From Baguio to Tokyo - Doing an internship in Japan
Tuesday, March 20, 2018
In the last article, I have shared with you my experience in Fukuoka. Let’s now focus on my life in Tokyo!
Starting last January, I immediately noticed that working for a company as an employee was very different from my previous part-time experience. First thing, I feel that I had been given much more responsibilities: creating business proposals for partner companies, visiting companies for presentations, contacting partners and even writing articles - such as the one you are reading right now.
While Active Gaming Media president is from Spain, the company’s customs are alike other Japanese companies’, and just like my former Waiter job in Fukuoka, it is a unique chance to unravel mysterious rules and puzzling phrases! I have found odd how important are the 名刺 (meishi, business cards). You wouldn’t imagine how powerful is this little piece of paper! Luckily, before my first business meeting, a 先輩 (senpai, a “mentor”) came to me and taught me the ABC of the meishi.
I thought it was just about exchanging business cards, but how naive was I. There are rituals behind every gesture, so here are some tips from first hand to avoid a faux-pas. First, your business card has to be lower than the customer’s one when handing it to them as a symbol of respect. Even after the exchange been done, you’re not over yet: you shall not tidy them yet in your cardholder. You have to get them aligned in front of you in a particular order during the meeting instead.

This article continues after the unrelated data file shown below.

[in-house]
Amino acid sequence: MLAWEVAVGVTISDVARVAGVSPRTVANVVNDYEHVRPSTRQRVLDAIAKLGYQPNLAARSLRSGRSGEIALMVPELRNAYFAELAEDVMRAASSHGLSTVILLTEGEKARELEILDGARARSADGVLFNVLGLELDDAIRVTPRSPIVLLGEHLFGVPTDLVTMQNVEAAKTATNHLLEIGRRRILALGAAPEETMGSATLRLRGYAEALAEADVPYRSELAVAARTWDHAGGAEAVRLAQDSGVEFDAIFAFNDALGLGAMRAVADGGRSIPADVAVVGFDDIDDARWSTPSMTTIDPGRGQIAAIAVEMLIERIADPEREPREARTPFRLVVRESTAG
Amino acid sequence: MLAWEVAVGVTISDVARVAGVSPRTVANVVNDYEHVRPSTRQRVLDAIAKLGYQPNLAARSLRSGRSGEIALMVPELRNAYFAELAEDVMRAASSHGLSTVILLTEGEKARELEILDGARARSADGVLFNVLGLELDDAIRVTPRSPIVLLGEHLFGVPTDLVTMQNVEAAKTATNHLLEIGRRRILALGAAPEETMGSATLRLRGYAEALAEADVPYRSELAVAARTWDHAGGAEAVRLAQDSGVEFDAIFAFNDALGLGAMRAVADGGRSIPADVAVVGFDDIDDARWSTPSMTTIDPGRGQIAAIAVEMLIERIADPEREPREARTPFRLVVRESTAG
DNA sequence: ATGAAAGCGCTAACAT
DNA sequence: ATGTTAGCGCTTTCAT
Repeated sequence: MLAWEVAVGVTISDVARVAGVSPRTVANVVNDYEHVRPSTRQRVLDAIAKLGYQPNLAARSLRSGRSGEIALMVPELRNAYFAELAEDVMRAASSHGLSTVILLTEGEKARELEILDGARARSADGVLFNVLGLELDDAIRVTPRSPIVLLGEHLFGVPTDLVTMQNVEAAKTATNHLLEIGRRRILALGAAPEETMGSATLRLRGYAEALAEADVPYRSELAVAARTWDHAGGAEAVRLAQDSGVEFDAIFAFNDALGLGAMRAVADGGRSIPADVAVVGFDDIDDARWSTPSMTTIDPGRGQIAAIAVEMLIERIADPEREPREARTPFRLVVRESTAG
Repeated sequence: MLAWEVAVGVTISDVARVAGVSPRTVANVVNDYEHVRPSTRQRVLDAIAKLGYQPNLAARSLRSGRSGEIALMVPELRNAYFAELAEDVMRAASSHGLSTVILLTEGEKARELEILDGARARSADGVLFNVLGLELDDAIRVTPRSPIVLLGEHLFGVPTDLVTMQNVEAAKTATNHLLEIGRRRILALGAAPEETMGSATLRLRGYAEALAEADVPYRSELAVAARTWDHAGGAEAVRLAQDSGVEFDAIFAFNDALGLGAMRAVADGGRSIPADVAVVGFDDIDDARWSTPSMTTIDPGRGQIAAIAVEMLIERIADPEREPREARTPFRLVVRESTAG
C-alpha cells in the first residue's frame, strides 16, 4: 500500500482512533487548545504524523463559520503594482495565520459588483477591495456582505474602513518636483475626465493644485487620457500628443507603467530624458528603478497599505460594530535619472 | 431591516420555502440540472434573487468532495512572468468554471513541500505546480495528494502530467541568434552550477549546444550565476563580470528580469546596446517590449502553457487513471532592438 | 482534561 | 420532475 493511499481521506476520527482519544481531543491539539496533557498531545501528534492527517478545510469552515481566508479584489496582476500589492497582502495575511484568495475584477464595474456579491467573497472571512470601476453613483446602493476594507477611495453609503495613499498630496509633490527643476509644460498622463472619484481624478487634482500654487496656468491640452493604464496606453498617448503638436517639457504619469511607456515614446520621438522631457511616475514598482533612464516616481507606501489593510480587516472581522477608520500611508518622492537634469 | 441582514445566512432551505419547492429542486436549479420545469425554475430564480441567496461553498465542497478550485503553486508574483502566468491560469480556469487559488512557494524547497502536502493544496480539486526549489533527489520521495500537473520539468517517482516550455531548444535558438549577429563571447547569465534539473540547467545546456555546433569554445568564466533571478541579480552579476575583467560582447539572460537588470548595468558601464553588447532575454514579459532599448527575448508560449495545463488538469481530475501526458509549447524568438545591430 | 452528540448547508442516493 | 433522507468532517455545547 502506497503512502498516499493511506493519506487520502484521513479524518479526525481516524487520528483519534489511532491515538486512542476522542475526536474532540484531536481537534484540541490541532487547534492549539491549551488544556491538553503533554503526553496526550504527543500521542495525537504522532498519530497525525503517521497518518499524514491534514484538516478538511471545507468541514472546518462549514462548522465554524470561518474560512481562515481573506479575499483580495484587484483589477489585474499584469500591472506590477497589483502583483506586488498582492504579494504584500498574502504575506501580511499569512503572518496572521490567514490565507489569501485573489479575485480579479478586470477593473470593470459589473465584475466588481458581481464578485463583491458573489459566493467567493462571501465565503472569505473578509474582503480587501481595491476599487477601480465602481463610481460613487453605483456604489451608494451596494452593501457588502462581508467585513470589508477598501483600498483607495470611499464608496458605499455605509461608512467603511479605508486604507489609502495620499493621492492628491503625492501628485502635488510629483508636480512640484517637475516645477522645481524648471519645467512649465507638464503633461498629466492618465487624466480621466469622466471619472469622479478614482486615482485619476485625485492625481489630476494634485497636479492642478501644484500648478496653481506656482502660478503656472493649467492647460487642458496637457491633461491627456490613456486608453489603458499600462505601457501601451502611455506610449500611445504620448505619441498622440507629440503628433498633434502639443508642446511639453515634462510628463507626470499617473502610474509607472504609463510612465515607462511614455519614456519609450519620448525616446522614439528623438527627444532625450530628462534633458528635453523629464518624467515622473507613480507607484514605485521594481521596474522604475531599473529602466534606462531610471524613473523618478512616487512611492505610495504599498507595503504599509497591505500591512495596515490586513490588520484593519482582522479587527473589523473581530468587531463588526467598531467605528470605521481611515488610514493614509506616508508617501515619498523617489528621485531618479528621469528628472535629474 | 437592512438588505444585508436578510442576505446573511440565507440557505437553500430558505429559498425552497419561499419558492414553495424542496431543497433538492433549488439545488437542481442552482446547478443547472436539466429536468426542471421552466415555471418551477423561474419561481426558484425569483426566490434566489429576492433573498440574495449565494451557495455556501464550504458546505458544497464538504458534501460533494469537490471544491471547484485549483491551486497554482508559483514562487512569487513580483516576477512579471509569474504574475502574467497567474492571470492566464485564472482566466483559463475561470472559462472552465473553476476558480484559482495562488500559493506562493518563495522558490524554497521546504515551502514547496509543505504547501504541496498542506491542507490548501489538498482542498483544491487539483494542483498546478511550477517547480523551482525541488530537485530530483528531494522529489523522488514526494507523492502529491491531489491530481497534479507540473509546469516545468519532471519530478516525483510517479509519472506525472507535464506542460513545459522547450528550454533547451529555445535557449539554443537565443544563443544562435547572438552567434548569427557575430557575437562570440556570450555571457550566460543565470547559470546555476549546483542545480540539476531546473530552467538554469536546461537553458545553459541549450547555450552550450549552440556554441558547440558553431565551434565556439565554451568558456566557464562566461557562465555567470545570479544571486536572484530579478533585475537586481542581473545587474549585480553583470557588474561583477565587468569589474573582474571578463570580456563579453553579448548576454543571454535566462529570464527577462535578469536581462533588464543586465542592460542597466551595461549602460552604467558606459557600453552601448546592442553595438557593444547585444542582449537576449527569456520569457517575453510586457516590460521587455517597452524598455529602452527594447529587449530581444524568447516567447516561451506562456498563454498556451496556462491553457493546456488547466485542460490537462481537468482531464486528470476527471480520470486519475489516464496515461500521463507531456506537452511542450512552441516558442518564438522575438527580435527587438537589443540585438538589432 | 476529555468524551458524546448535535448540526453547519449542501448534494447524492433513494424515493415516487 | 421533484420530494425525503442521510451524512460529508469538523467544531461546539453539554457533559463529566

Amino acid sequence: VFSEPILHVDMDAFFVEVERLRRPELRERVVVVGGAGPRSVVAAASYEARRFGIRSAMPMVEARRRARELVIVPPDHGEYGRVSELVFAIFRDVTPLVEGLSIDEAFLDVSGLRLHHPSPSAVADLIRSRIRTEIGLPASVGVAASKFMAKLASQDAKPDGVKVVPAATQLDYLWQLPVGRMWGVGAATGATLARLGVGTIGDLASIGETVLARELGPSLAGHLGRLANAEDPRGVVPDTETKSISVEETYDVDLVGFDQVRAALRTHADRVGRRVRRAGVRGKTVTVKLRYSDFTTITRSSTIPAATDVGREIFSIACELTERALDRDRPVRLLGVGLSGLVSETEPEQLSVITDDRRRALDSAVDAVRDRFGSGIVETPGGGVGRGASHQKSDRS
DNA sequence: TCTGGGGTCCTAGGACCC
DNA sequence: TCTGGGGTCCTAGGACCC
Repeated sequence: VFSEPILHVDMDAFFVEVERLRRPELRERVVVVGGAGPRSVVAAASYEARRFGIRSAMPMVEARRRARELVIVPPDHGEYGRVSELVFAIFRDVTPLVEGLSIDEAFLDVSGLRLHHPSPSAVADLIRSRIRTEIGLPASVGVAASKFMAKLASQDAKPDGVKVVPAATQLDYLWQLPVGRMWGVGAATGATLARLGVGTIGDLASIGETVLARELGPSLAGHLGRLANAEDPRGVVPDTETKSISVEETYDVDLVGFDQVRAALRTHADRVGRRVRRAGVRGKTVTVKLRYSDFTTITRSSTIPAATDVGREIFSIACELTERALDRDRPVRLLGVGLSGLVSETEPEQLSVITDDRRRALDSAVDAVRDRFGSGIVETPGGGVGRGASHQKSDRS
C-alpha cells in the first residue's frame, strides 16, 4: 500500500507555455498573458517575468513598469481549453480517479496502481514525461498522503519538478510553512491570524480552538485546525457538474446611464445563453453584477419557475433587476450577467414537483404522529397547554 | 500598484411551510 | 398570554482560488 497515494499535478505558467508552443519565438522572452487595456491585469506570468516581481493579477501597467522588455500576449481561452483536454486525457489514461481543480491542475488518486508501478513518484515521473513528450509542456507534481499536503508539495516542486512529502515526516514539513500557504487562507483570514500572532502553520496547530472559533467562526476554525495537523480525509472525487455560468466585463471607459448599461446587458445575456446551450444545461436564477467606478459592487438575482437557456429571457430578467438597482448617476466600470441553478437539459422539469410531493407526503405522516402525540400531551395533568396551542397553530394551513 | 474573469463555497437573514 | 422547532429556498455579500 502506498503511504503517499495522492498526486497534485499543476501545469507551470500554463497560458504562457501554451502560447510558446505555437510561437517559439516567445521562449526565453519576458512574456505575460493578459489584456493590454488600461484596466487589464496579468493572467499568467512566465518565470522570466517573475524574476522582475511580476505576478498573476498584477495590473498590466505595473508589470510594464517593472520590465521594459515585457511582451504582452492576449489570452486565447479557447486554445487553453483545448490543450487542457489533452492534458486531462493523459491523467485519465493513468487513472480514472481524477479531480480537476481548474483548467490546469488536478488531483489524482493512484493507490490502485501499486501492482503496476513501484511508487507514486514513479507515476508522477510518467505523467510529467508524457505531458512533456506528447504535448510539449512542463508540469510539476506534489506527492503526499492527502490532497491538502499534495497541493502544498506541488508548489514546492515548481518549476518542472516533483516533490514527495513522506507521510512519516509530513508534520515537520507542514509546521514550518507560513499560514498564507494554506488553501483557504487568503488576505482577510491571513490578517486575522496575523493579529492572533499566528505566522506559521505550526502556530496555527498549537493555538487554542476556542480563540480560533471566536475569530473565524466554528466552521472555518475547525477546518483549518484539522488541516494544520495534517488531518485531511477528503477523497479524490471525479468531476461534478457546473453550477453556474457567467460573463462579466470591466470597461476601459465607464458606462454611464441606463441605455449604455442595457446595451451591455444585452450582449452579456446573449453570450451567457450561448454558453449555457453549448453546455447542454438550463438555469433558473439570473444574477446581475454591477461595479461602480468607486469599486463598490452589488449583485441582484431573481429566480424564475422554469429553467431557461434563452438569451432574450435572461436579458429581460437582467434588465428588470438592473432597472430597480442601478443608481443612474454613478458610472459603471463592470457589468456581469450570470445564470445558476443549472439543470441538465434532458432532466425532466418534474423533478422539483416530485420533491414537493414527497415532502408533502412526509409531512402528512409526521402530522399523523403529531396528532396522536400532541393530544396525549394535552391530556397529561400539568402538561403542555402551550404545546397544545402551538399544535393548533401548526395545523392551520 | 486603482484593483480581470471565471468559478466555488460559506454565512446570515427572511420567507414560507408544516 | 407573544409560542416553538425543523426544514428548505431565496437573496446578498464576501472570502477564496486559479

Hey psst, are you interested in more details about the business card’s customs? Let us know and check this article for more info!
When studying Japanese, my teacher told me to always add “さん” or (san) “さま” (sama) after their name or family name when addressing people as a form of respect. However, I discovered that it is not always true: when talking about your colleagues to someone from another company in a business meeting, you actually have to skip it. Even for the 社長 (shacho, president of a company)! To be honest, I am still having a hard time on this one.
Another thing! Writing a formal email inside and outside the company is following quite strict rulings.
Don’t you dare forget to write お疲れ様です (otsukare sama desu, “thank you for your hard work”*) when writing emails to fellow employees, or confuse it with お世話になっております (osewa ni natte orimasu, “thank you for doing business with us”*), a sentence to use with clients only. Doing so will guarantee you a little time with your boss one-to-one. Ah, and conclude your emails with a よろしくお願いいたします (yoroshiku onegai itashimasu, “best regards”*). It is a bad manner to skip it.
Last but not least, the greetings. When starting the day, nothing unusual to say hello to everyone by a cheerful おはようございます (ohayou gozaimasu, good morning). Yet, when meeting your colleague in a doorway, in the street during a break, or may your eyes cross at the fax machine, you have to say お疲れ様です (otsukare sama desu, “thank you for your hard work”*). As the sun sets and you have finished your work, cheer your colleagues with a お先に失礼します (osaki ni shitsurei shimasu, Sorry to leave first*) before taking the door!
Keep connected to get the third and last part of my journey: advice to succeed in the workplace in Japan!
*These phrases have a much larger meaning than this and would need a whole article about. We shall come back on these in the future!